Examples of some suitable phenyl-modified polysiloxanes include, but are not limited to, dimethyldiphenylpolysiloxane copolymers, dimethyl and methylphenylpolysiloxane copolymers, polymethylphenylsiloxane, and methylphenyl and dimethylsiloxane copolymers. Phenyl modified polysiloxanes that have a relatively low phenyl content (less than about 50 mole %) may be particularly effective in the present invention. For example, the phenyl-modified polysiloxane may be a diphenyl-modified silicone, such as a diphenylsiloxane-modified dimethylpolysiloxane. In some embodiments, the phenyl-modified polysiloxane contains phenyl units in an amount from about 0.5 mole % to about 50 mole %. In other embodiments, the phenyl-modified polysiloxane contains phenyl units in an amount less than about 25 mole %. In yet other embodiments, the phenyl-modified polysiloxane contains phenyl units in an amount less than about 15 mole %. In one particular embodiment, a diphenylsiloxane-modified dimethylpolysiloxane may be used that contains diphenylsiloxane units in an amount less than about 5 mole %. In still another embodiment, a diphenylsiloxane-modified dimethylpolysiloxane may be used that contains diphenylsiloxane units in an amount less than about 2 mole %. The diphenylsiloxane-modified dimethylpolysiloxane may be synthesized by reacting diphenylsiloxane with dimethylsiloxane.
As indicated above, fluoro-modified polysiloxanes may also be used with the present invention. For instance, one suitable fluoro-modified polysiloxane that may be used is a trifluoropropyl modified polysiloxane, such as a trifluoropropylsiloxane modified dimethylpolysiloxane. A trifluoropropylsiloxane modified dimethylpolysiloxane may be synthesized by reacting methyl, 3,3,3 trifluoropropylsiloxane with dimethylsiloxane. The fluoro-modified silicones may contain from about 5 mole % to about 95 mole % of fluoro groups, such as trifluoropropylsiloxane units. In another embodiment, the fluoro-modified silicones may contain from about 40 mole % to about 60 mole % of fluoro groups. In yet another embodiment, a trifluoropropylsiloxane-modified dimethylpolysiloxane may be used that contains 50 mole % trifluoropropylsiloxane units.
Other modified polysiloxanes may be utilized with the present invention. For instance, some suitable vinyl-modified polysiloxanes include, but are not limited to, vinyldimethyl terminated polydimethylsiloxanes, vinylmethyl and dimethylpolysiloxane copolymers, vinyldimethyl terminated vinylmethyl and dimethylpolysiloxane copolymers, divinylmethyl terminated polydimethylsiloxanes, and vinylphenylmethyl terminated polydimethylsiloxanes. Further, some methyl-modified polysiloxanes that may be used include, but are not limited to, dimethylhydro terminated polydimethylsiloxanes, methylhydro and dimethylpolysiloxane copolymers, methylhydro terminated methyloctyl siloxane copolymers and methylhydro and phenylmethyl siloxane copolymers. In addition, some examples of amino-modified polysiloxanes include, but are not limited to, polymethyl (3-aminopropyl)-siloxane and polymethyl [3-(2-aminoethyl) aminopropyl]-siloxane.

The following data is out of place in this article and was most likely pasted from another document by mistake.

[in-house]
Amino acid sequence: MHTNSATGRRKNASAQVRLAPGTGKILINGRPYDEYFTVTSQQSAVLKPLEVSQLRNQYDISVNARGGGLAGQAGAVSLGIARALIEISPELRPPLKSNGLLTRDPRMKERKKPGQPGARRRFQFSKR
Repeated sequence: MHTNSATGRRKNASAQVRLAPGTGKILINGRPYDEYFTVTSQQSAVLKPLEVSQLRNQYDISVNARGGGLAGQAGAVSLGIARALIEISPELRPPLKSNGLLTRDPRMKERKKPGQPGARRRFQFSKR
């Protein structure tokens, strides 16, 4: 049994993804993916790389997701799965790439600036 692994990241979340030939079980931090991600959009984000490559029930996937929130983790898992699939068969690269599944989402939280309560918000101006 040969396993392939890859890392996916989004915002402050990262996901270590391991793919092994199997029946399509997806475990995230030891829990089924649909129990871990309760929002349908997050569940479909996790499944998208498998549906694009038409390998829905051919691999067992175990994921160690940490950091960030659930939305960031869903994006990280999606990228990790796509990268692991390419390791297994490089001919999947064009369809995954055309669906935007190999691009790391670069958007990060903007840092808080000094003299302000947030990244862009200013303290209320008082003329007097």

The particular polysiloxanes described above are meant to include hetero- or co-polymers formed from polymerization or copolymerization of dimethylsiloxane cyclics and diphenylsiloxane cyclics or trifluoropropylsiloxane cyclics with appropriate endcapping units. Thus, for example, the terms “diphenyl modified dimethylpolysiloxanes” and “copoloymers of diphenylpolysiloxane and dimethylpolysiloxane” may be used interchangeably. Moreover, other examples of polysiloxanes that may be used with the present invention are described in U.S. Pat. No. 5,742,943 to Chen and U.S. Pat. No. 6,306,514 to Weikel, et al., which are incorporated herein in their entirety by reference thereto for all purposes.
One silicone that may be used with the present invention is provided as an emulsion under the trade name DC 365. DC 365 is a pre-emulsified silicone (35% total solids content (“TSC”)) that is commercially available from Dow Corning Corporation (Midland, Mich.). DC 365 is believed to contain 40-70 mass % water (aqueous solvent), 30-60 mass % methyl-modified polydimethylsiloxane (silicone), 1-5 mass % propylene glycol (non-aqueous solvent), 1-5 mass % polyethylene glycol sorbitan monolaurate (nonionic surfactant), and 1-5 mass % octylphenoxy polyethoxy ethanol (nonionic surfactant). Another silicone emulsion that may be used with the present invention is SM 2140, commercially available from General Electric Silicones of Waterford, N.Y. (“GE Silicones”). SM 2140 is a pre-emulsified silicone (25% TSC) that is believed to contain 30-60 mass % water (aqueous solvent), 30-60 mass % amino-modified dimethylpolysiloxane (silicone), 1-5% ethoxylated nonyl phenol (nonionic surfactant), 1-5 mass % trimethyl-4-nonyloxypolyethyleneoxy ethanol (nonionic surfactant), and minor percentages of acetaldehyde, formaldehyde, and 1,4 dioxane. If desired, these pre-emulsified silicones may be diluted with water or other solvents prior to use.